Newspaper Page Text
THE LEWISTON TELLER.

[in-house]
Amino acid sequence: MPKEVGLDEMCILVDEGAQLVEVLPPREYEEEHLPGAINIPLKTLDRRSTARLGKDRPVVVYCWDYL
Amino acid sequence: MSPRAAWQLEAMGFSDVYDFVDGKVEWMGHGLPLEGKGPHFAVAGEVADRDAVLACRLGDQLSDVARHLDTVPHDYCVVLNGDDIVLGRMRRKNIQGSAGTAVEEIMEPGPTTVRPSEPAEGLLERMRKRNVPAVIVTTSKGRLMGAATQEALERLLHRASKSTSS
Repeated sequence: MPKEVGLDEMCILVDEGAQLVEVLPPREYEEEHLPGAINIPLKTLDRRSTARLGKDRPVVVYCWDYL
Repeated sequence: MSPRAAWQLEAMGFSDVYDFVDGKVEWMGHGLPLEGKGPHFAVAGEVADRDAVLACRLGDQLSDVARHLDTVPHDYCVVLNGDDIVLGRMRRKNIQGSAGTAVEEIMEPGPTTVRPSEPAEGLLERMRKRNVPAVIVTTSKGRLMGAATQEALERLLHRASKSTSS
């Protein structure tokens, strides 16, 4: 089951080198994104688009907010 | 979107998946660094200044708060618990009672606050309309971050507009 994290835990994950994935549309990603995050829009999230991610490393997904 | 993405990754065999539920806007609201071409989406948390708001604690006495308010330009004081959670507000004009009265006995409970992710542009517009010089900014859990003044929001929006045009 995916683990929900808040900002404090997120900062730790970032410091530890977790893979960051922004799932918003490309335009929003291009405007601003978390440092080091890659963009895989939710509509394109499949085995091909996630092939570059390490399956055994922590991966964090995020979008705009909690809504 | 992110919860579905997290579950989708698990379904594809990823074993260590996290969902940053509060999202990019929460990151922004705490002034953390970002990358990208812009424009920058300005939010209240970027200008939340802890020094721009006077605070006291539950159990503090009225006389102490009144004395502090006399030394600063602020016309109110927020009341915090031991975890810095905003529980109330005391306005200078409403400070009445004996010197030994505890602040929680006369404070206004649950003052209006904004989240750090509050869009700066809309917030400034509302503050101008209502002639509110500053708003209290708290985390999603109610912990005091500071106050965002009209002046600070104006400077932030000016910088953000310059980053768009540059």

CARLA. FORES MAX. Editor und Pro». LEWISTON, IDAHO. Men nre at first jealous of any ap pliance that Interferes with their old time-honored method, and it is not singular that they should be. The sail makers of Liverpool have been agitating against the use of sewing machines in the stitching of sails. There can be no true manhood, nc true citizenship without patriotism Call it a fallacy, it you will, cull it bigotry, if you like, nevertheless, pa triotism is so real and vital a senti ment that in its absence good citizen ship is impossible and the best form« of national life absolutely unattainubla Good roads arb more essential to the success of agriculture than many have heretofore supposed. The agri cultural stations should be made pow ers in directing the proper construc tion of roads and in teaching the stu dents the best and cheaoest methods of making them. Cornell univorsity has led m this respect by adopting a resolution to keep the roads of the col leges in the highest and best possible condition. Other colleges might follow profitably in the Bunie lino. As long ns men have gone out upon the sea in ships, that long, at frequent intervals, have come from the desert of waters tales of self-abnegation, of heroism shown by humble men equal ing any that war over saw upon the front line of battle. Hut now wo have a story surpassing any that has ever been told before; we have the fuct of a woman of only 22 years, whose song of cheer sounded above the roar of wrecking waves, and made men who were weak with fear strong omougti, daring enough to wrest lire from what, but for that song, would have been certain death. Agents from tbb Unitod States are traveling through Europe showing the people of that country how to cook our corn in the various ways. Tko taste of It will be a matter of acquire ment Americans do not like rye bread at first but after becoming ac customed to it many prefer it to wheat, declaring that it has more substance. What the Europeans call corn is our wheat, and what we know as corn they designate as maize and uso very little. They cannot understand its universal popularity in this country as an article of food. Corn broad is as unpalatable to their working classes as their • 'black bread'' would bo to ours. Upon many things we must bo con tent to remain Indefinitely in a statoof mental suspense. The life of uny one man is too short and his powers nrb too limited to solve any considerable number of the many questions which are continually arising in the various departments of thought. The busi ness man, for example, may be inter ested in the discussion of scientists, in the various systems of art in the now discoveries of medicine, in the schemes of philanthropists or tho theories of philosophers. Yet he cannot form just opinions upon subjects so fnr frqpi his lino of thought; and, if he bo wise, he will be willing to remain uncertain where ho is of necessity ignorant. The combination of temptations to which the Athabascan Indians and the Esquimaux in Alaska have been ex posed is singularly potent On tho one side the Chinese laborers employed at the canneries manufacture a pecul iarly villainous liquor—fifty per cent more destructive than the worst com piAnds of territorial days—near ly all of which, to quote the cen sus report 1 'passes into the hands of native laborers and of the worst ele ment among tho fishermen. The Chi nese peddle this vllo beverage openly at $3 or ft per bottle, and so exten sive is this trade that the largo amount of coin used by the various establish ments for paying off laborers invari ably becomes loekod up in tho hands of tho Chinese toward the end of the season.'' There is no element of depravity in the lying of highly imaginative chil dren. It Is not an index of immoral ity. It is merely the natural exercise of instincts as yet untrained in self control and unrestrained by the edu cation of the mind. Unfortunately the problem of correcting the habit and preventing its becoming a canker of character is usually dealt with very ignorantly. The parent sets out with the assumption that a lie is an im morality of fixed turpitude, without reference to the ago of the person tell ing it The assumption is as danger ously unsound as it would be U the false statements were made by a pa tient ia brain fever. When the child lies, the problem of education is to teach discrimination beAreen fact and fancy and to Implant moral principles; so that the practice of lying shall not be continued into manhood, as the statements of some persons suggest that it sometimes is. DARK DAYS. BY HUGH COSWAT. < HATTER XVI.—CONTINUED. A breath of soft but fresh air came blow ing fiom the faraway downs. I drew in a deep draught; I threw back my shoulders and stood erect. 1 laughed aloud in my ! great happiness as a candeal picture, famli I iar to my childhood, of Christian losing his burden, rose before my mind, ami seemed to be the exaet thing wanted to illustrate mv own ease. Yes, the burden I had borne hau fallen from my back forever! Ah ! here is the spot—the very spot where ! Sir Mervyn fell. It was here, just und r that I e lister of ragged-robins, 1 must have placet! his <* lrpse, littlethinking that thekind white snow would hide it, and save my love and me. Oh, how 1 prayed in those days that the bitter weather might last; that its iron grip would hold the world fast until l'liillp pa's health and strength returned! It did so, and saved us! "Where are the snowsthat fell last year?" Ah! should I not rather sing. "Where is the grief of yesterdat?" O me like tho snow. Other snow may fall, other grief may come, hut last year's snow and yesterday's grief are gone forever! » Nevertheless, that spot was too suggestiv" of horrible reminiscences fur rite to linger long over it! 1 turned away, and in my great happiness could whisper to myself 'lliatl forgave the dead man for the ill he hud wrought. May his bones rest in pence! 1 walked along the road, right on untii 1 I cam,' to the e it tage in which, like a cower.l who could not fare his troubles, 1 had >p -nt • those aimless, miserable months. It was mi tenauted. Half defaced auction bills were in the windows and on tho doorposts; tor some months ago the furniture hint been sold. J paused and looked at the window by which Philippa had entered, and felt that since that night I had passed through more grief, passion, leaf, hope and joy than would (ill an ordinary lifetime. Tii»n I turnest and shook the dust off mv feet. Nev er again would 1 come within twenty miles of this place. On the road back, to my annoyance, I en countered Mrs. Wilson. 1 tried to pass with j out sign of ree ignition, but she was too ; quick for me. .She stood in front of me, I and I was bound to stop, j She was more haggard, more drawn, more aquiline looking than ever. Her eyes alone looked young. They at least had spirit and vitality in them, 'lte y positively blazed upon me. "She did not doit, after all!" she said fiercely. At first I thought of affecting'surpriseand asking her what she meant, but 1 felt that any attempt at equivoque would bit but vain. "She did not, 4 I answered shortly. "Fool that I was !" she cried. "Fool, to lie led away by an impulse ! Why did 1 tell her? 1 swear to you, Dr. North, that had I not felt sure it was her act, she should nev er have known. She should have gone to lier grave a shamed woman, as 1 shall go!" Her look was venom Itself. "Itemember," 1 said sternly, "Lady Fer rand is now my wife. 1 will not hear her name coupled with yours." She laughed scornfully. "Your wife! She soon forgot her first love. Why did I speak? • 1 wish my hand had withered before 1 I wrote that letter. Da you know why I wrote it?" "No; nor do I care." "1 wrote It for vengeance. She had, I thought, served that man as 1 ought to have served him; but 1 hated her for,it, for i lov ed him still. Sol thought it would be so sweet for her to know that she had killed her husband, and for you, her lover—l knew you were her lover—to knowthatT could at any moment give hemp to justice ! I was a fool. Why did that man plead guilty? When I saw your w ife rise in court I laughed. 1 knew what was coming. Now, ins.ead of harming her, I have done her good." "You have," I said curtly, and turned up on my heel. The malignity of this woman was so intense that 1 feit thankful she could in no wny work Philippa harm. A quarter of a mile up the road I turned. Mrs. Wilson, a black spot on a fair scene, was standing gazing after me. 1 hurried on until a bend in the path hid her from my sight. I hurried on back to Philippa anil happiness! CHAPTER XVII. CLEAR SKIES. Although England was now to me and to my wife a land very different from the one we quitted some eight months ago we were anxious to get back to Seville, if only to set at rest my mother's fears. She, poor wo man, as a letter showed, was much exer cised os to what manner of business could have made us leave her in so unceremonious a way. The moment the glad truth had be come known to me, I had telegraphed, say ing that all was well with us, and that we should join her. Two things only detained us. The first was that we wanted the convict's confession. Although Philippa said little on the subject, I knew that until it arrived she would not be happy. There was with her a haunting dread that the man, in the hopes of mitigating his sentence, Imd plead ed guilty to a crime of which he was inno cent. Even the accurate account which I gave her of my interview with the solicitor did not quite satisfy her. So we waited im patiently for the explanation, which might or might not come. The second thing which kept us in Lon don was this. 1 determined that before 1 left I would have the fact that when I mar rie«! Philippa I married Lady Fetrand fully acknowledged. I found my wny to the gen tlemen who were winding up the dead man's affairs, and stated my ease to their incredu lous ears. At first they treated me as an impostor. But not for long. Indeed, my task was half done. They had already, without any assistance from Mrs. Wilson, ferreted out the date and particulars of the death of the first Lady Ferraud. They had but to assure themselves that the marrlage-eertiUcate which I laid before them was no forgery, and surrender at discretion. It was a poor estate, the administrators told me. Sir Mervyn had died intestate. He had during his lifetime made away with nearly all he could alienate. Still, there was some personal property, of which my wife could claim a share, and a certain amount of real property, on which she was entitled to dower. But it was a very poor estate. I cut them very short. I told them that, iet the deceased's wealth be great or little, not one penny-piece of it should soli mv wife's fingeis. If Sir Mervyn Ferrand's heir was In want of tiie money, it should, pro vided lie was a different stamp of man from ids immediate predecessor, be given to him a free gift If not some hospital should be benefited by it All 1 wanted was, that it should be clearly understood that Sir Mer vyn Ferrand left a widow. The administrators, one of whom was, hy the bye, the heir, evidently looked upon me as a most eccentric personage. Perhaps it was for this reason, or—as 1 do not wish to cast unmerited blame—perhaps it was be cause flie estate wound up to nothing—well, any way, even to this day we have received no communication, much less remittance, from the administrators; nor. to tell the truth, have 1 troubled them again. Pnilip pa's marriage admitted. 1 washed my hands I of all the Ferrand brood. The confession did not arrive; hut I per suaded l'hilippa to leave England. Mr. ■ Crisp could send whatever he had to send to Seville just as well as to Liudon. So ones more, anil this time in all hut perfect happiness, we took that long journey which was by non' qi jte familiar to u*. The joj, t!ie wild jo.. . with wh eh Philip pa threw herself into my mother's arms ! cheeked all the it »braiding, and reproach which we apparently merited. Our return was 1'ke the return of a prod Î tal sot, and daughter. Laughter, tears, and happiness! j Although 1 to!«! my mother nothing as to the objec: of our mysterious journey; nl , though she asked me nothing; although no word evidene iup her knowledge of what had na sseil ha: s ever urn ss.'d her lips, I know that nil has ho p i revea!' e l to her; that Piii lippa It :»s subbed out the ; whole stums c tale on her breast. I know i it by this, that since the day of our return nr y innllier's drei > love for my wife ha s shown itself even tenderer. s wee tei . aud di t'epei. Y 'es, 1 was span d the telling of the : tale. My liiotlu r's eye » the next «la y show« ml met lia : Philippa had ; LrivlMl her the history .us 1 hav e giver it here, from beviimi iiß to ei Ml. N >. not quite 1 tira ein! . Sit by me once r.\ ne. a 1 iisxi si you a* the beginning! >f my story t< : 111 bV mo« but l his time, not by the side of a sinokl ieriuu lire but mil in tin ? fair, guy pu to of our Andalusian home. l*iiiiij> pn and 1 nre side hy side. The post has just «• one in. und brought me a bulky packet, <>u which, in a cLrkly hand, is written my name and address. 1 tear the wrapper open with e ageni.-ss. 1 know what it e mtai us; Philip pa knows . 1 wish to read it first ah me, but tin c>i]'P'a:ii ig look in her eye s turns me from i h >' pi'.riio se. After all, tiie I'd is 11 ! >:h ing to fear, the: e can lie nothing which slm shook! ! not know. S •, w i ll our i •hecks ail but tm idling, w :i l ead together. Sit by us, lean o ver my sli milder, and read ' with us "Tin e confess! ion of William K vans now lying in Tewnh am, jail under se '»fence of death : ."On the fifth of January, this year, 1 re* litrtioil from \\' w Z 'aland. 1 w mUed mv passag o home. When l reache il 1, 'union i had but a few shillings in inv pocket . i had im » article* < nf value wh ich 1 could s i»n. All 1 owned, except my clothes and the nt tie bit f mono« -, was a pistol wl deli a man on board the sh ip had given me. It Wi is a pisiol i of Iti.s ow ;i invention. He had sev« Tal with him, and said he wanted löget tho sort known. Why he gave it to in a God knows; but lie did, and n couple of cartridges. [ "I spent nij money—all but n shilling or two. 1 tried to get work, but none was to be had. Then 1 remembered timt 1 once had a friend who lived near Boding. I went there by train. I had just enough money to pay iny fare. I found that the man I knew had left the place two years ago. I walked back to the town penniless and desperate. "The first tiling I did was to go to the pawnbroker's, and try and sell tho pistol. The man wouldn't buy it at any price. He said his shoo wag full of pistols. 1 went away, and walked to the railway station to try and earn a few poneo sime iow. 1 was in despair—all but starving. "About seven o'clock the train from Lon don came in. A tall gentleman c.imeuut of the door of the station. I asked him if he had atiyduggago I could carry for him. Tie told me to be off. Then X asked him, for pity's sake, to give me a shilling to buy some food. 11 j cursed me, and 1 began to hate him. "lie stoo l under tho gas-lamp, and drew out a great gold watch and looked at the time. Then lie asked a man near by which road he nuisi take to get to a village named Chenvell. Tue man told' him. 1 saw him walk away, and 1 knew where he was go ing. "I shall be hanged next week; there is no hope for me. But I tell the truth when I say that, bail fellow as I have been, I had never committed such a crime as the one which at that mom 'tit entered my head. That tall man had money, jewelry and good clothing; 1 had nothing. I was starving. So 1 ran on, got before him, went miles up the road, and sat down in the bitter cold on a heap of stones, waiting for him to come, and making up in y mind to kill and rob him. 1 knew 1 must kill him, because he was so much stronger and bigger than I was. My pist d was loaded. "lie came. I saw him in the ' moonlight. 1 Mood up as lie came near and, God forgive me, pulled the trigger, and shot him through the heart. He fell like a stone, and I knew I was a murderer. "Oil, if 1 could I would have undone the deed! I stood for a long time before 1 dared to go to the body and steal the things for which 1 had committed the crime. Then 1 nerved myself ami went to take the price for which, unless God is merciful, I had told my soul. "I never toe,*; a farthing. Just as I was about to begin I heard the sound of feet. 1 looked up, and saw a woman or a spirit coming to me. I dropped the pistol in ter ror. I felt sure she saw me. 1 looked at her under the moon. Her face was white, her lips were moving, her hair was all fly ing about. She came straight to where the dead man lay, then stopped and wrung her hands. I fle«l away in deadly fear. 1 ran across several fields. 1 dared not stop. I thought that spirit or ghost was following me. "Irnnonunt.il the snow began. I must have died in that snow-storm if 1 haii not found a half-roofed cowshed. 1 crept into tilts, and lay all the night and part of the next day. I was the most wretched being in the world. "Hunger at last drove me out 1 got through tue snow somehow, amt reached house, where the people saved me from'dy ing of starvation. But nothing could make me go again to the spat where I had done the murder. Mv life since then lias been one of agony. Even now that 1 am going to be hanged I am Imppier than 1 have felt for months. May God forgive my crime ! "I pleaded guilty at the trial because I turned round in the dock, and saw the wo man I thought was a spirit standing up ready to denounce me to the Judge. I knew that she saw me that night, and 1 was bound to be found guilty. "1 have confessed all. Every word of this is truth. As I hope for mercy, it is all true! "William Evans." "P. S.— I took tiie above confession down from tiie prisoner's dictation. It should be all you want. The man seems thoroughly penitent, but I do not trouble you with his expressions of remor and regret. "1 remain, dear sir, yours faithfnllv, "Stephen Crisp." We read tiie last lines; the p:«i>er fluttered down from our hands; we turned to each other. Tears of deep thankfulness wero in my wife's sweet eyes. Down to the smallest detail, the wretched man's confession made everything clear. Nothing was left unex plained, except, perhaps, the motive which iaduced Philippa to go that night to meet her would-be betrayer once more. This wo shall never know, but her temporary mad ness may amply account for it. We need •eek no ftrthn ; the faiuteat doubt as to her ! own perfect Innocence is removed from my wife's mind. Hand in hand, heart to heart, lip to lip, we can stand, and feel that our troubles are at last over. Our troubles over! Shall those words ha the last i write? No, one scene more—the S 3 ene that lies before me even now. An English home. Outside, green shaven lawns, trim paths, anil fine old trees. In side, tiie comfort and tiie pence widen make an English home the sweetest In the world. For when the nee 1 was gone; when sunn.' .Spain no longer was for u- the one sal land, its charms diminished, anil we pli'eil to see once more England's fair fields ;nic rndily honest faces. .So hack we cam«', and made ourselves a home,-far, far away lr< in every spot tho sight of which might win.«' sad thoughts. And here we live, and shall live till jliat hour when one of us must k s the other's clay-cold brow, and know that death has parted those whom naught bin death could part. Look out; look through this shaded win dow. There she sits, my wife; a tall son al her side, fair daughters near her. Years, many years have passed,'but left no line: upon lier brow; brought no white tlnvads n streak that raven lmir. The rich bright beauty of the girl is still her own. To me, I now as of yore, the sweetesl, fairest woman in the world ! The rhi ldi en see me as I grz ' will» tliou'giilfnl • happ« oy. s upon that gri mp Iv death the 1 T icy call and berk on me. Mv wife l< i iks up : h *r eyes meet min t\ ju>t raised frn m the se sad pages. Ah! ! low. sweet love . i.i tho so dent eyes what was it one a my fata t > read? Shame, s oirow, dread, des' pair ai id love. All these , save love, have vanish eil 1 mg ago; and as l turn to pen the se lim ■s— the last, tiiat h nok of c i' lia. assn r. ti. mu «lauded joy keeps wi ih me. teil.ng me that fr« mi her life lias passe d even the very memory of those dark, data days' Tim i:nd. /■'. WONJERFUL WUVV ItGivas Birth to Two Lambs an_i J Calf— The Family Thriving. The fanners of the township ol Teoumsoh. in south Simeon, are great ly interested nt present in a strange freak of nature which inis taken place in their midst, being nothing less ilian a cow giving' birth to two lambs ifiid a calf. The interesting event occurred on the farm of John Henry Carter, lot I. .'iglith concession line, Sunday, April 1 1, and when the news spread abroad so many people wanted to see »hr, curiosities that Mr. Carter finally de cided to get rid of them, and disposed of the cow and her progeny to Isaac M. Cross, in enterprising young farmer ol Rondhead. The animals were removed to Totten ham and a few days ago the Toronto Globe was invited to send up a man to see tho stock and investigate independ ently the correctness of the story. At a first glance tho reporter was rather disappointed in the lambs, hav ing entertained some vague ide i on the subject, and hoping to see a fully developed calf with the face of a lamb or vice versa. But they appeared to his uneducated eye to be ordinary lambs and nothing more. This was at a first glance. A subsequent carefii'. examination and comparison with other lambs of the same age showed a marked difference. Tlioso of the un natural parentage are larger and coarser, the wool ie darker, and in toward tho pelt it is like the hair on a maltose cat; there is a t-ift of hair on the breast.between the forelegs similar to that of a calf. The legs are hairy and the. wool is slightly streaked with hair. Tho mouth is dark inside and larger and firmer looking than that of a lamb and the tail is frequently thrown over the back after tho manner of a calf. They are both ewe lambs. These indications, to an experienced breeder, are of themselves sufficient to prove the authenticity of the story regarding their strange birth. There is a strong likelihood of their growing to a large size, and on both oi their heads there are dark spots, indicating a possibility of horns They arc nt present as largo as ordinary year-old lambs. The cow is an ordinary. ecinire;> grade red cow, without uny pretentions to pedigree. It is kept in the next stall to the lambs, and munches away quite contentedly. The calf, which was born shortly al,er the lambs, is also in the group, but it has not the slightest claim to distinc tion, further than the fact that it .in brother to tiie lambs. Ail four arc healthy and vigorous-looking. —Chica go Times. BrightTeacaer in Oratory. During his life John Bright often spoke gratefully and reverently of his rare power to sway men by his oratory, and often said ho "caught the noble se cret of speaking to the people in their own tongue" from a workingman in his father's mill. He sat at the feet of this workingman to learn, and when once iu young manhood he asked his teacher to point out the chief defect in Mis public speaking, the wise workman answered; "It needs more directness, maister, more simplicity. These words of ono and two syllables, maister, such as the folk use, and homely figures, like what they are used to. Not so many birds and flowers, and things cut and dried before you begin. Let them bloom and sing as they come and go on the wings of your thought, maister." And persistently and conscientiously heeding the suggestions thus offeree!, John Bright became one of the fore most among orators of his generation. The E Ting Husband. Wife—Henry, how in the world did you get that black eye? "I had a fight with Billworthy and whipped him." "Oh, you brute! Why do you dis. grace yourself by these bawls?" "Well, I heard hin. say that you wore store teeth and-" "The villian! I hope you whipped him within an inch of his life!"—Lin coln Journal A Change of Instrument. "I've just written a waltz. Got a pin.ro? I'll try to run over it for yon." ' No, 1 haven't a, piano, but I have a dog. You might try it oa him. — Har per é Bazar. - ! I TABERNACLE pulpit. TALMAGE'S VISIT to SMYRNA AND EPHESUS (low Proplir.l«'« of llifl RILIs Have Keen Fulfilled— Tile «eien <Vl» IImii «Hort- lie* ol Dlu«»— Au lu •truiTIve sermon We have landed this morning at Smyrna, a city <>' Asiatic T urkey. tine of the seven chmvhes of Asia once stood here. You read in hevelation, "To the church in -tnyi na write. it is a city that has often been shaken by earthquake, swept by conflagration, blast«'«! bv plag-ês anil butchered by war, and'here Bishop Polycarp stood in a crowded amphitheater and when lie was asked to give up the advocacy of the ( hristiun religion ami save him self from martyrdom, tiie pro-consul saving: "Swear and I release thee; re proach C lirist," replied: "Eighty and six years have I served Him. and Ho never did me wrong: how then can I revile my King and Savior. 1 When he was brought to tiie fires into which he was about to be thrust, and tiie officials were about to fasten li:m to the stake, he said: "Let me remain as 1 am fo:- he who givetli me strength to sustain the fire will enable me also w ithout your securing me with nails to remain unmoved in the fire." His tory says the tires refused to consume him. and under the winds the flames bent outward so that they «lid not touch his person, and. therefore, ho w as slain by swords and spears. Ono cypress bending over his grave is the only monument to Bishop l'olycarp. But we are on the way to the city of Ephesus, about fifty miles from Smyrna. We hire a special railway train, and in about an hour atui a half we arrive at the city of Ephesus, which was called "The Great Metrop olis of \sia," and "One of the Eyes of Asia. ' and "The Empress of Ionia," the capital of all learning and mag nificence. Here, as 1 said, was one of the seven churches, and first of all we visit the ruins of that church, where once an .Ecumenical council of two thousand ministers of religion was held. Murk the fulfillment of tiie prophecy! Of the seven churches of Asia, four were eommendeil in the book of Rev elation. and three were doomed. The cities having the four «oinmended churches still stand: the cities having the three doomed churches are wiped out. it occurred just as the bible said it would occur. Drive on and yon come to the theater, which was dOO feet from wail to wall, capable of holding 5<i,700 spectators. Here and there the walls arise almost unbroken, but for the most part the building is down. Just enough of it is left to help tiie imagination build it up as it was when those audiences shouted and clapped at some gpcat spectacular. Their huzzas must have been enough to stun the heavens. As I took iny place at the center of this theater ami looked around at its broken layers of stone, gallery upon gallery, and piled up into the bleak skies of that winter «lay, and thought that every hand that swung a trowel on those walls and every foot that trod th«>se stairs, and every eye that gazed on that amphitheater, and every eye that greeted the co nbatants in that arena had gone out of hearing and sight for ages on ages. I felt a thrill of interest that almost prostrated me timid the ruins. Standing there, we could not fof-get that in that building once assembled a riotous throng for Paul s condemnation, because what lie preached collided with the idolatry of tlieir national goddess. I'aul tried to get into that theater and adiircss tiie excited multitude, but bis frieuds held him back, lest lie be torn in pieces by tbe mob. and the recorder of the city had to read the riot act among the peo ple who had shrieked for two mortal hours till their throats were sore and they were block in the face "Great is Diana of the Kp! esians." Now, we htep into the Stadium. Enough of its walls and appointments are left to show what a stupendous place it must have been when used for foot races and tor fights with wild beasts. It was a building uso feet long by 2( 0 feet wide. I'aul refers to what transpired there in the way of specta cle when lie says. "We have been made a spectacle" "Yes," Haul says. "1 have fought with beasts at Ephesus," an expression usually taken as figurative, but I sup pose it was literally true, for one of the amusements in that Stadium was to put a disliked man in the arena with a hungry lion or tiger or pan her, and let the fight go on un t.l either the man or the beast or both were slain. It must have been great fun for these haters of Christianity to hear that on tiie morrow in the stad ium in Ephesus the missionary l'a il would, in the presence of the crowded galleries, tights huugrv liou. The people were early there to get the best scats, and a more a ert »ml enthusi astic crowd never as-embled. They took their dinners with them. And was liiere ever a more unequal combat proposed? l'aul, according t> tradition, small. crooked-backed and weak-eyed, but tiie grandest man in sixty centur es. is led to the «enter as the people shout: "There he comes' the preacher who lias nearly ruined our religion. The lion will make buta brief mouthful of him " It is plain that all the sympathies of that crowd are with the lion. In one of the under ground rooms I hear the growl of the wiid beasts. They have been kept for several days without food or water in order that they may be especially ravenous and bloodthirsty. What chance ia there for I'aul? But you can not tell by a man s size or looks how stout a blow he can strike or how keen a blade he can thrust Wit ness, heaven and earth and hell, this struggle of I'aul with a wild beast. The coolest man in tho Stadium is Paul. What has he to fear? He haa defied all the powers, earthly and in fcroftl, &nd if his body tumble under the foot and tooth of the wild beast, ins soul will only the sooner find dis-' enthralment Bat it is his duty, as far as possible, to preserve his life. Now, I hear the bolt of the wild beast s door shove back, ana the whole audience rise to their feet as the fierce brute springs for the arena and toward its small occupant I think the urst plunge that was made by the beast at the Apostle was made on the point of a sharp blade, and the snarling monster with a howl of pain and reeking with gore, turns back. But now the little missionar/^ turn of making attack 7 J*'- k, few well-directed thrusts''tK* * hes dead in the dust of th„ . ®° a 't« the Apostle puts his right■ the lion and shakes h;» 1 '<» »«it »nt tue non and shakes ht SÄ hl !. Wl f < Hn on i® shakes him-a scene whichP« i "«<1 wards uses for an illustration It*'*' wants to show how ChrU* umph over death—"H e must 1I- U H til He hath put all enemies .—J'" uf i feet:" yes, under His feet p , Wi the literal truth when he said- . i t " ll( fought with beasts nt Ephe,L ns the piurai is used, 1 think s *" (| more than one such fight or * tlM beasts were let loose up.m'him T* 1 »! time. As we stood that da,!" at m, middle of the Stadium an,! i around at the groat struct«*®** whole scene came back upon u , e lint, we pass out of t| 10 ^ we are in haste for other nlac. .V* Icrost in Ephesus. To add q J tl ° «• citement of the day one of ou , c * was missing. No man is safe in D o J region alone unless lie be arm "a know how to take sure aim am miss fire. Our companion Dr "° l Klopseh, now the publisher of ?' 1 ( hristiun Herald, had gone out ^ some explorations ot his own 0,1 through the gate where Paul S walked again and again, vet, „i. no man unaccompanied shnnia , venture now. But. after soi» t, jd ' hud passed, ana every minute as long as an hour, and we had lift! to imagine everything horrible in o' way of robbery and assassination ! lost traveler appeared, to receive f™ our entire party a yollcy of exportJJ imn for the arousal of so many aax*. But all the glory of Ephesus I 1 ,„. described has gone now. At some sons of the year awful malarias sn>V, over the place an l put upon mattr . ' or in graves a large portion of the don n'ation. In the approximate marsh« scorpions, centipedes and all forms reptilian life crawl and hiss and stm. while hyenas undl.jackals at night si rfi in anil out of the ruins of üuildiâv» which once startled the nation with their almost supernatural grandeur But here is a lesson which has never yet been drawn out. Do you not set iu that Temple of Diana an expression of what the world needs? It q Tants ( • oil who can provide food. Diana ira» a huntress. In pictures on man- of the stags she held a staff bv the born with one hand and a bundle of arrows in the other. Oh, this is a hunsrrv world! Diana could not give one pouna of meat or one mouth ful of food to the millions of her worshippers. She was a dead divinitv an imaginary God, and so in idolâtrai« land s the vast majority of people never have enough to eat it is onlv in the countries where the God of heaven and earth is worshippea that the vast ma jority have enough to eat. fait Diana have her arrows and her hounds: our (io«l has the sunshine, and the showers and the harvests, and in proportion as he is worshipped does plenty reign So also in the Temple of Diana the world expressed its need of a refuge. To it from all parts of the land rame debtors who could not pay their debt! and the .offenders of the law that they might escape incarceration. But she sheltered them only a little while and while she kept them from arrest she could not change their hearts and the guilty remained guilty. But ourfiod in Jesus Christ is u rctuge into which we may fly from all our sins ana all our pursuers, auil not only be safe for time but safe lor eternity, and the guilt is pardoned und the nature is transformed. What Diana could not go for her worshipers, our Christ ac complishes for us. Rock of ns«'» cleft for in Let me lode myx-lf iu time. Then, in that temple were deposited treasurers from all the earth for ,-afe keeping. Chrysostom says it was the treasurer-house of nations! they brought gold and silver and precious stones anil coronets from across the sea, aud put them under that care ol Diana of the Ephesians. But, again and again were those treasurers ray sacked, captured or destroyed Nero robbed them, the Scythians scattered them, the Goths burned them Diana I ailed those who trusted her with ti ensures, but our G oil. to him we may entrust all our treasures for this wond and the next, and fail uny one who puts confidence in linn he never wiiL After the last jasner column ! as fallen anil the last temple on earth lias gone into ruins and the world itself lias suf fered demolition, the Lord will k-cf for us ouj best treasures. As our train pulled out from the station at Ephesus, the cars surrondw by the worst looking group o' villiaus I ever gazed on. all ol them seeming in a wrangle with each other and trying to tret into s wrangle with us, anil we moved aloof the columns of ancient aqucilue's each column crowned with storks, havina built their nests there, and we rodeo on down towards Smyrna, and that night in a Sailor s Bethel we spoke« the Christ whom the world must know or perish, we felt that between evaiM und grave there could not be anything much more enthralling f" 1 '. " j. mind, and soul, than our visit t Ephesus. How He Heeelveil Her, A hackman was not expecting M* wife at homo when she came by ,ri111 ' one day last week. • • llttclc' " yelled he. "Hack, madame. Take y» anywhere." "No," said '' madame, looking at her husband with surpris« ••I'don't want any hack, you nui sance." Not aware even then that 1 was his wife, he ploddoil around tho depot while she stood there looking » him in wonder. Business! He waf 3 business. Returning from an unsuc cessful flight after a portly drummed he saw the lady standing where be » left her and tried her again. "H* 6 . Won't you have a hack?" when a turned her familiar eyes upon hi® * said: "George Smithers, you 01 ninny; don't you know your What are you up to anyway? ' this a pretty way to receive your w ^ when she comes home? Not to ' word to her only just to yell in ^° .,, ears, 'Hack, madam. Have a hat I don't want none o' your , = I want wanted you to be [sobsj g to see me."—Lewiston Journal. A noteworthy feature of the ber Atlantic will be a paper on • ^ speare's Richard III- b / ^. r ' „., e »: it being the address which he g ^ Chicago some four years ■ ■ which has never before been .